Posts Tagged ‘pain’

There is already too much death in Swaziland

May 15th, 2012 1 comment

Last Tuesday morning started like usual… in fact, it had a certain air of excitement to it: We had just informed a few of our staff members that they would be traveling to the United States for an AIDS conference.  Adults who rarely show excitement were bursting with smiles, almost to the point of giggling.

Unfortunately within a few hours the whole community around us was bursting with a different type of emotion: raw sorrow and pain.  We found out around 10am that the two 2-year-old children of one of our former staff members had drowned in the canal.  They had been staying with their Gogo (grandmother) and had wandered away.  Some of the children on a nearby homestead saw them in the water and called their parents.  By the time people reached them both were already dead.

I simply don’t have the words to express the amount of sadness and grief that instantly swept through the entire area.  The mother, Nakiwe, was one of our brightest employees before she took a new job to be closer to her husband in Manzini.  The father, Felix, is a police officer, but has worked with Cabrini in the education for years and years, he was apart of life on the mission even before the current sisters were.  The grandfather was one of the major leaders in the church and in his chiefdom.  Probably a quarter of our staff live within a couple kilometers of where the boys drowned.

For five days, friends and family came to the homestead to grieve with the family, but despite the crowds of people, there simply aren’t the words that can be said.  You can’t give an explanation for something as tragic as this and any words of comfort will always ring hollow.

On Sunday morning before the sun came up, Beth, Mikayla and I didn’t celebrate Mother’s Day; instead we had to watch a wonderful mother bury her two innocent children.

There is already too much death in Swaziland. 

At least once a week one of our roughly 3,000 patients dies of HIV or TB.  The country has had to encourage people to only bury people on Saturdays because otherwise there would be no time to do anything but go to funerals.

There is already too much death in Swaziland. 

We deal with severe malnutrition and extreme poverty.  Rape and abuse is a common occurrence and it often comes from those closest to the victims.  Life is tough here under the best of circumstances.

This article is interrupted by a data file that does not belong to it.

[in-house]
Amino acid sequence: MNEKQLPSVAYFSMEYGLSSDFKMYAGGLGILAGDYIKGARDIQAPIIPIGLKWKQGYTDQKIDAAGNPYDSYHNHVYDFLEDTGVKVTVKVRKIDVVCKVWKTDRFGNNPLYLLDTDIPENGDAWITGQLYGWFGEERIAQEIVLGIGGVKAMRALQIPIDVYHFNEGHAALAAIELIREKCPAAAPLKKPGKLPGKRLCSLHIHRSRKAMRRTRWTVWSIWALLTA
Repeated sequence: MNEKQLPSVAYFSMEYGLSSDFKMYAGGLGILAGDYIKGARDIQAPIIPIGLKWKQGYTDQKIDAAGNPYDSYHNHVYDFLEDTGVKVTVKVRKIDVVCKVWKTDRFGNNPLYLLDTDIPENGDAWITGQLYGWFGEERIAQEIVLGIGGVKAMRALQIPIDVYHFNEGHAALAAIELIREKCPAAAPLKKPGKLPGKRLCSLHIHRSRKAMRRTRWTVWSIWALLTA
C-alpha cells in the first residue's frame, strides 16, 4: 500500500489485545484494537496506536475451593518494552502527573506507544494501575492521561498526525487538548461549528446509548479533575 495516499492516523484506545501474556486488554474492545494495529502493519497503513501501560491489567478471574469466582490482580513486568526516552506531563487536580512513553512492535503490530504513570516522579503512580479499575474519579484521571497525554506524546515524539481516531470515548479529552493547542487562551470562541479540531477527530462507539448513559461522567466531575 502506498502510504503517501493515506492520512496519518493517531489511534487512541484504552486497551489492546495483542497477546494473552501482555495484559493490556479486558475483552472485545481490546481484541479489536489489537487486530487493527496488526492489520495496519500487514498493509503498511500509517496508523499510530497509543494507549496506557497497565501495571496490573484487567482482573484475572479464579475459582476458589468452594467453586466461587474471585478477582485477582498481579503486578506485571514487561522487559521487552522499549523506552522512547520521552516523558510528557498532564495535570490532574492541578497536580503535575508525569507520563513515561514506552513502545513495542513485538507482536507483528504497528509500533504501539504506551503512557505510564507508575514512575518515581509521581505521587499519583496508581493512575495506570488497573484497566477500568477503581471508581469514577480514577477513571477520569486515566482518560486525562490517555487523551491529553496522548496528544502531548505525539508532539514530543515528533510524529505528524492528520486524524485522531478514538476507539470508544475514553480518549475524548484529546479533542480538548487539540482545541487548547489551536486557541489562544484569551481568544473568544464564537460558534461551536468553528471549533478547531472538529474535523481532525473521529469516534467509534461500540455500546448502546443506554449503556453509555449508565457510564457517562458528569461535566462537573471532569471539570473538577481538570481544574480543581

There is already too much death in Swaziland. 

Our community shouldn’t have to deal with pain of losing two toddlers on top of everything else.

I have read the Bible cover-to-cover and spent years studying scripture.  I have a degree in Religious Studies and another in Biblical Studies.  I have spent years teaching and counseling people about God and his work in the world.  But with all that knowledge, I still can’t even begin to answer the question of why things like this happen.  What Nakiwe, Felix, and their families are going through is more than anyone should every have to endure.  We simply cannot justify it or explain it; to even try is insincere and crass. All we can do is mourn and comfort each other in whatever small way we can.

During our time of grieving with the family, Sister Diane had this to say:

Times like these are a great mystery, and while we may never have an answer for the pain we feel, one thing never changes: God has eternal and perfect love for all people.

True comfort will never come in our circumstances, it can only come in understanding and living out the perfect love of God.  It doesn’t answer the question and it doesn’t end our heartache, but hopefully that perspective can help to shape our trajectory in life – even in the midst of pain.

Mabuza boys [Nakiwe, Sisandza,Tandziso and Felix Mabuza at the Feast of St. Philips] 

Feast of Mother Cabrini 052

Pain of War told with Sand

December 10th, 2009 No comments

[Video Link]

In the above video, Kseniya Simonova, a Ukrainian artist who just won Ukraine’s version of “America’s Got Talent” uses a giant light box, dramatic music, imagination and “sand painting” skills to interpret Germany’s invasion and occupation of Ukraine during WWII.

You would think that a medium such as sand would not lend itself to being graphic, but the pain of war is clearly conveyed through her finger strokes.

Take the time to watch the whole video.  At first you will be captivated by her skill, but very quickly you will drawn in by the story of the invasion and the subsequent pain and tragedy.

Categories: Thoughts Tags: , , , ,